When it comes to NBA Draft scouting, there are three types of prospects:
- high-upside guys who are also ready to contribute at a high level today;
- guys who are ready to contribute at a high level today but have limited growth potential; and
- guys who are likely not ready to contribute at a high level now but have seemingly infinite room for growth.
Group 1 consists of athletes who are no-brainer draft selections—think LeBron James and his Magic Johnson-esque dynamism & NFL tight end frame in 2003 or Andrew Wiggins and his pure scoring ability & 44-inch vertical leap in 2014. These are players who generally possess a versatile array of NBA skill sets coupled with almost unrealistic athleticism measurements that just reek of future superstardom. There is virtually no debate surrounding taking this type of player in the Draft.
Group 2 is made up of basketball players who might not wow you physically and likely don’t display very many obvious correctable weaknesses, but who still possess a demonstrated NBA skill set regardless of any potential for future growth. Low upside but NBA-ready players include guys like Kyle Korver and his questionable at best horizontal quickness but refined three point stroke in the 2003 NBA Draft or Jabari Parker and his portly frame but obvious 20+ points per game potential in 2014. Like Group 1, there is little debate with regard to drafting members of Group 2; who cares about high-upside when the player selected is able to contribute immediately?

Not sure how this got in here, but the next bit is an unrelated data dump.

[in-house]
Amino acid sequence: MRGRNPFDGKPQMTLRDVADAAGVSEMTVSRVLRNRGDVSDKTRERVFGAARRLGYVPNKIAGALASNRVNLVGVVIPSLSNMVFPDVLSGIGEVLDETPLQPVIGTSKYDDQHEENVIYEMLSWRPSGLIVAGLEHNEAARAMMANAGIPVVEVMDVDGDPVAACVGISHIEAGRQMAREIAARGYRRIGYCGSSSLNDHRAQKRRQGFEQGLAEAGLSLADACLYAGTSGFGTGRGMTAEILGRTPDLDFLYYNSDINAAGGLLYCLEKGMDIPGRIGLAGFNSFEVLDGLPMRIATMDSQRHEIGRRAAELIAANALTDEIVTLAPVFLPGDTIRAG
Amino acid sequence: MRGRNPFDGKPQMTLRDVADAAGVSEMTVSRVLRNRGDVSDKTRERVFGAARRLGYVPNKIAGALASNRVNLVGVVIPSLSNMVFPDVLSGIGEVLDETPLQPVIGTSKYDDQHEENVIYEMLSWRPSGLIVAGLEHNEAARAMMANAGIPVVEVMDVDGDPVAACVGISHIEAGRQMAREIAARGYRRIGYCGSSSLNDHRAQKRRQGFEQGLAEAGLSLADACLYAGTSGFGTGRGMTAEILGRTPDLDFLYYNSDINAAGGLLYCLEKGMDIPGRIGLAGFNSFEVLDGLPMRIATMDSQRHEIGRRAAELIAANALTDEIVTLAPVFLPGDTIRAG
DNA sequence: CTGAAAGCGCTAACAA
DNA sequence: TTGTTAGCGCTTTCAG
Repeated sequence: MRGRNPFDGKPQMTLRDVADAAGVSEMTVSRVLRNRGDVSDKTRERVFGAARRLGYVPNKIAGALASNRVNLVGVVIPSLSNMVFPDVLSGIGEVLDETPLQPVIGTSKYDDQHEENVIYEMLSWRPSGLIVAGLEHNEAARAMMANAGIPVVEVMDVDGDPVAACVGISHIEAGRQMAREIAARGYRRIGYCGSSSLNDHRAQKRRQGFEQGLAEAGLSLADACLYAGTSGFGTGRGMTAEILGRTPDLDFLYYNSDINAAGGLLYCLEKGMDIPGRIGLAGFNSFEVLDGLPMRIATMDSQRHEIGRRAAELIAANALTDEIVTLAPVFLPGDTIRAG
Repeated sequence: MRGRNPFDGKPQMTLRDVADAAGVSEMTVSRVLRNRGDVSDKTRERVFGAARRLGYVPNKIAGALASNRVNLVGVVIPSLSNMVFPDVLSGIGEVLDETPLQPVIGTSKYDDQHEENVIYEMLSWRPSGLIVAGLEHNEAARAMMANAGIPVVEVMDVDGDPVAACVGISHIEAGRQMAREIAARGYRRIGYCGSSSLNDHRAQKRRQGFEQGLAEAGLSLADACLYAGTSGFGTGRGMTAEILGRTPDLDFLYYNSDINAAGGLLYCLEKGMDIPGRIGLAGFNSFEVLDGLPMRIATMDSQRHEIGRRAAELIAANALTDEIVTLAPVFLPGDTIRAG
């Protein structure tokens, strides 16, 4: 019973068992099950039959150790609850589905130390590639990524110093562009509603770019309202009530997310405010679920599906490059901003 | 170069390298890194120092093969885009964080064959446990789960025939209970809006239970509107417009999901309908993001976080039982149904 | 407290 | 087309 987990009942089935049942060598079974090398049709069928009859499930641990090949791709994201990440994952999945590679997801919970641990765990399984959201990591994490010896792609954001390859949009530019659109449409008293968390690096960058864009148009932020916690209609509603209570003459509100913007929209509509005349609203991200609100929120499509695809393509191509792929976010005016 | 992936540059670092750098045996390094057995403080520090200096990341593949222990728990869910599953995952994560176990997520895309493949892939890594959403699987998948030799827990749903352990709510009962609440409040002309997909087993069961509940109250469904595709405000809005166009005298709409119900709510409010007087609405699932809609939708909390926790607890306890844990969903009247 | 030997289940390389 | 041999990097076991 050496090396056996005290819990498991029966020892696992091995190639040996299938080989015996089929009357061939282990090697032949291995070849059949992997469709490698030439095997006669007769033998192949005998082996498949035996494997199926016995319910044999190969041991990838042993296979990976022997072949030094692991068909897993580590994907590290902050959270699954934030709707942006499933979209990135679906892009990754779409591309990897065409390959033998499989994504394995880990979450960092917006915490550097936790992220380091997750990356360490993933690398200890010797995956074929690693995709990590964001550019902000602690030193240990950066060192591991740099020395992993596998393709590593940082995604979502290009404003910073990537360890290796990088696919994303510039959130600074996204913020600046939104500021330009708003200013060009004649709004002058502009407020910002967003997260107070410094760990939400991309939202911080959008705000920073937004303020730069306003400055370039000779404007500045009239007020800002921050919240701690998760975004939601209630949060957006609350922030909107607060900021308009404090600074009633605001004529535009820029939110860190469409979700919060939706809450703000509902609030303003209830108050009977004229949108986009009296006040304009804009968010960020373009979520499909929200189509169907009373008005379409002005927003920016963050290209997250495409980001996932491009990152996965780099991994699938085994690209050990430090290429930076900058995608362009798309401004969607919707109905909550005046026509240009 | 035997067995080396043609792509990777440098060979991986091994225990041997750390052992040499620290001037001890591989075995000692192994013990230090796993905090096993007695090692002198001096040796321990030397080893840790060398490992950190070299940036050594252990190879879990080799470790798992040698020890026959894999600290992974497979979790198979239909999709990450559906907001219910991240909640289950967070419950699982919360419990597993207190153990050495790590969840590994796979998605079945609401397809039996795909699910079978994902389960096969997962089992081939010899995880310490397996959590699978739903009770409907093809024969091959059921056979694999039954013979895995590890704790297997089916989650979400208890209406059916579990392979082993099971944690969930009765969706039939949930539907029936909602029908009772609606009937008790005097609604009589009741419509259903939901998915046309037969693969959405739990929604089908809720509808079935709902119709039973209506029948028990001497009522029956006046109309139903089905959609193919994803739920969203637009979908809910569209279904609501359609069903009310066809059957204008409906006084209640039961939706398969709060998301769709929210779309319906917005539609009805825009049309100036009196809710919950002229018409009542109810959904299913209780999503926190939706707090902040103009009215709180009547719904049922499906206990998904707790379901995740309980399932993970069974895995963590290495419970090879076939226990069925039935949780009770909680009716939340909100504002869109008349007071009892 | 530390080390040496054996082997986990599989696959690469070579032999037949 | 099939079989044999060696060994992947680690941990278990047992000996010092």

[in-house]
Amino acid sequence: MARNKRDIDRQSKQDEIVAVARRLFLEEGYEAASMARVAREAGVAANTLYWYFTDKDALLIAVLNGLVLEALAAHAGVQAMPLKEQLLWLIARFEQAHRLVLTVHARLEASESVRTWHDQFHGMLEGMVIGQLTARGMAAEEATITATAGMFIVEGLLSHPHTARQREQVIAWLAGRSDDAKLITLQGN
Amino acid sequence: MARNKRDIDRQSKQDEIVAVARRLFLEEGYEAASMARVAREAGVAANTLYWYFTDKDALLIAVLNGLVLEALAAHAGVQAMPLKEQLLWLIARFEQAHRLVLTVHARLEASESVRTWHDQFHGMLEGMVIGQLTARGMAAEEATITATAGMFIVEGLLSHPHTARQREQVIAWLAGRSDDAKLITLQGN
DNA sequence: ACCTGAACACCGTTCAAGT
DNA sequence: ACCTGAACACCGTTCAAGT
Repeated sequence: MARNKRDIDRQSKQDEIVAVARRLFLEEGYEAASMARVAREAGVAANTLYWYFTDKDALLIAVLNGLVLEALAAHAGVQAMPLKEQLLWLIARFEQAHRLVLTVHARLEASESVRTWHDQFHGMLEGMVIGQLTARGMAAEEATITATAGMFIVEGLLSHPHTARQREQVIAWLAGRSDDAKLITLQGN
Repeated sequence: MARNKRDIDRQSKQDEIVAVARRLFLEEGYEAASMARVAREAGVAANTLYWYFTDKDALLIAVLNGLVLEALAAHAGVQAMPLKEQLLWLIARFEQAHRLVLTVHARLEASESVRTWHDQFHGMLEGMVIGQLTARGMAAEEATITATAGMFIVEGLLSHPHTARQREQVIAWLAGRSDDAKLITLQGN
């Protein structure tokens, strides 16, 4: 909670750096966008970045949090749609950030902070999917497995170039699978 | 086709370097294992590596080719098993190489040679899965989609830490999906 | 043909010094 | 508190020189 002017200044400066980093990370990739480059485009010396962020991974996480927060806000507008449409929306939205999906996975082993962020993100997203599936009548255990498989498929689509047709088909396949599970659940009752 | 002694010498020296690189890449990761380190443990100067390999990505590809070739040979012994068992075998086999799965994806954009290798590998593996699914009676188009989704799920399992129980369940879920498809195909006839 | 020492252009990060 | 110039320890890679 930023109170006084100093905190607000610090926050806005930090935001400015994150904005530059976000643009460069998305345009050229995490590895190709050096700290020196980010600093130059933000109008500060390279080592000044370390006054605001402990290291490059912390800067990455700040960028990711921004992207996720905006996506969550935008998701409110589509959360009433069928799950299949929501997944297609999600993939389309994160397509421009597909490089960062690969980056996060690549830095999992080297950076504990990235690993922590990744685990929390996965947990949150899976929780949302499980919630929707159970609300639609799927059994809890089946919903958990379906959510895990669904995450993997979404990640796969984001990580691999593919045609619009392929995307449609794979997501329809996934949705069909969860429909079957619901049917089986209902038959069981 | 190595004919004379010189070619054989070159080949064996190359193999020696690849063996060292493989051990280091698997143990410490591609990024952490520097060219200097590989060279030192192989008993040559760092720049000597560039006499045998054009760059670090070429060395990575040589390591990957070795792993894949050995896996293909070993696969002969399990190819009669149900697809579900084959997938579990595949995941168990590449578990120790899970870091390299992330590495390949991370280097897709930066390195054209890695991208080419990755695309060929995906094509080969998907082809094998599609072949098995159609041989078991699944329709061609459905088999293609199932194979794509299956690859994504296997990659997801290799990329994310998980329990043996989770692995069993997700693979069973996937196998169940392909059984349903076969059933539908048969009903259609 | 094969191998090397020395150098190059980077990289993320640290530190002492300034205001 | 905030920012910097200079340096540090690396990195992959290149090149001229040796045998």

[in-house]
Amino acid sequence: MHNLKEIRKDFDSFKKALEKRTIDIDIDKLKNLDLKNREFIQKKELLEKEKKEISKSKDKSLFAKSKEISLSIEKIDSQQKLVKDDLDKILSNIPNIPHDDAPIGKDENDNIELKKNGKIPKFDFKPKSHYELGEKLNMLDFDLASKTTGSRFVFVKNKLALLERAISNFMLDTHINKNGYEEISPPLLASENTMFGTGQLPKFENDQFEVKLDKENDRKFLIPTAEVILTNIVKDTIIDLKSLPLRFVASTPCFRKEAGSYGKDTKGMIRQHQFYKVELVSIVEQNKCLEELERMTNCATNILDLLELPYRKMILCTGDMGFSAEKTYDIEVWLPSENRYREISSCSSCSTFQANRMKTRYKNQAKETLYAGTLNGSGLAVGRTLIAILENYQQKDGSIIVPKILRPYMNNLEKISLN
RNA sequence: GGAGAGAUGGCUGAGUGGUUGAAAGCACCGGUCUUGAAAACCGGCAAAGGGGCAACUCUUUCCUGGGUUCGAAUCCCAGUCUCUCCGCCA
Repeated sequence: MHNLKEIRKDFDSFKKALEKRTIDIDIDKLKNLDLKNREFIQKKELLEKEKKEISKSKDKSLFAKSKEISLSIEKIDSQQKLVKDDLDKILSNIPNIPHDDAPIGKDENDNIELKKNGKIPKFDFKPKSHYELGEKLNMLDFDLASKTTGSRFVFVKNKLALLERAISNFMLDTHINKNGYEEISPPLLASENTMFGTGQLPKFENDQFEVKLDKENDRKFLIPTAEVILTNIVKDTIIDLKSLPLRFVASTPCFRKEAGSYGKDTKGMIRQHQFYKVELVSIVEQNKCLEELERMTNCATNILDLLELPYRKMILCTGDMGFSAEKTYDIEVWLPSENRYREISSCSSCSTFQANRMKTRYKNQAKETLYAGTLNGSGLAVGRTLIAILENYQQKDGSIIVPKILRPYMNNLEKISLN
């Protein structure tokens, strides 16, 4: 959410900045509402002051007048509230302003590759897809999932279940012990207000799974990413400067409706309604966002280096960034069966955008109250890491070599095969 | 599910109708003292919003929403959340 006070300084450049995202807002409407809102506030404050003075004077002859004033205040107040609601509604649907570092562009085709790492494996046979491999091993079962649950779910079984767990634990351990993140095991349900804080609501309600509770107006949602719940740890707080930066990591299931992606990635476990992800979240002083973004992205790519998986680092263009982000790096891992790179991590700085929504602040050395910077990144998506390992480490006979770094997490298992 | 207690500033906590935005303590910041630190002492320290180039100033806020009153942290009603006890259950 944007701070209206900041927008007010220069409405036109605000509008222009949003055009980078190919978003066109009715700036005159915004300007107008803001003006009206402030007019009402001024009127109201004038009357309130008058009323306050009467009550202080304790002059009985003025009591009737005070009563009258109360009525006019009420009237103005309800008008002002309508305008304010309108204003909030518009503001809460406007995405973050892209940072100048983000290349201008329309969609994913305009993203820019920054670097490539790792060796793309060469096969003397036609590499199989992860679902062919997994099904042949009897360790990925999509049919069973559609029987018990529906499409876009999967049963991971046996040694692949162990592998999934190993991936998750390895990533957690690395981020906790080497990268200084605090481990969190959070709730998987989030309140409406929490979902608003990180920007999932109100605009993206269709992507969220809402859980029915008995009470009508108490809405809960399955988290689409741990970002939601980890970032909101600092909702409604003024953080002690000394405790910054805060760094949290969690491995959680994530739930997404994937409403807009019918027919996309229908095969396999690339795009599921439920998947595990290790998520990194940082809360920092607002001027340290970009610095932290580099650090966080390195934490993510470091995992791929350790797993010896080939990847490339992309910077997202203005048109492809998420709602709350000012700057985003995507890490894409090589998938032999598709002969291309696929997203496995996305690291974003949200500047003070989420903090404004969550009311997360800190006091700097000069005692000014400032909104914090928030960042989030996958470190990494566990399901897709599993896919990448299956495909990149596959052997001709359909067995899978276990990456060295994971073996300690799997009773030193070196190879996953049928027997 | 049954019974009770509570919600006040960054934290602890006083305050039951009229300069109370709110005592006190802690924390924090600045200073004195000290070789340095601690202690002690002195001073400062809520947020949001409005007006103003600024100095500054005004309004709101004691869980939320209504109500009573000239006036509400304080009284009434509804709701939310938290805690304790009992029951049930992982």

That leaves Group 3—the high-upside guys, perhaps the most controversial players selected in any given NBA draft. Whether it is worth it to draft individuals clearly needing to develop as skilled players will almost assuredly remain an annual debate. In 2013, “the Greek Freak” Giannis Antetokounmpo was the chosen media anointed subject of this debate. In 2o12, it was Jennette McCurdy’s ex-boyfriend Andre Drummond. In 2011, it was the underwhelming [in revisionist history] Bismack Biyombo—who might be as young as 21 or as old as Dikembe Mutombo, depending on who you ask.
This year, these hotly-debated high-upside guys include:
- players who have all the talent and athleticism in the world but just haven’t learned how to shoot yet (e.g. Aaron Gordon, Dante Exum, & Marcus Smart);
- a player who has been playing basketball for less than five-years (Joel Embiid);
- a player who has shocking hops and shooting ability but who only managed 9,2,& 1 at UCLA (Zach LaVine); and
- players with unbelievable athleticism but questionable basketball abilities (e.g. Jerami Grant, Clint Capela, Damien Inglis, & Thanasis Antetokounmpo).
So, is drafting these high-upside players indeed worth the risk? After all, just as every action has an equal and opposite reaction pursuant to Newton’s Third Law of Motion, for every Dwight Howard and Russell Westbrook there is a Darko Milicic and Nikoloz Tskitishvili. As with most contested questions, the answer unfortunately is, “it depends.”
Back in February, I wrote about the NBA’s so-called “Double Tanking Problem.” To paraphrase: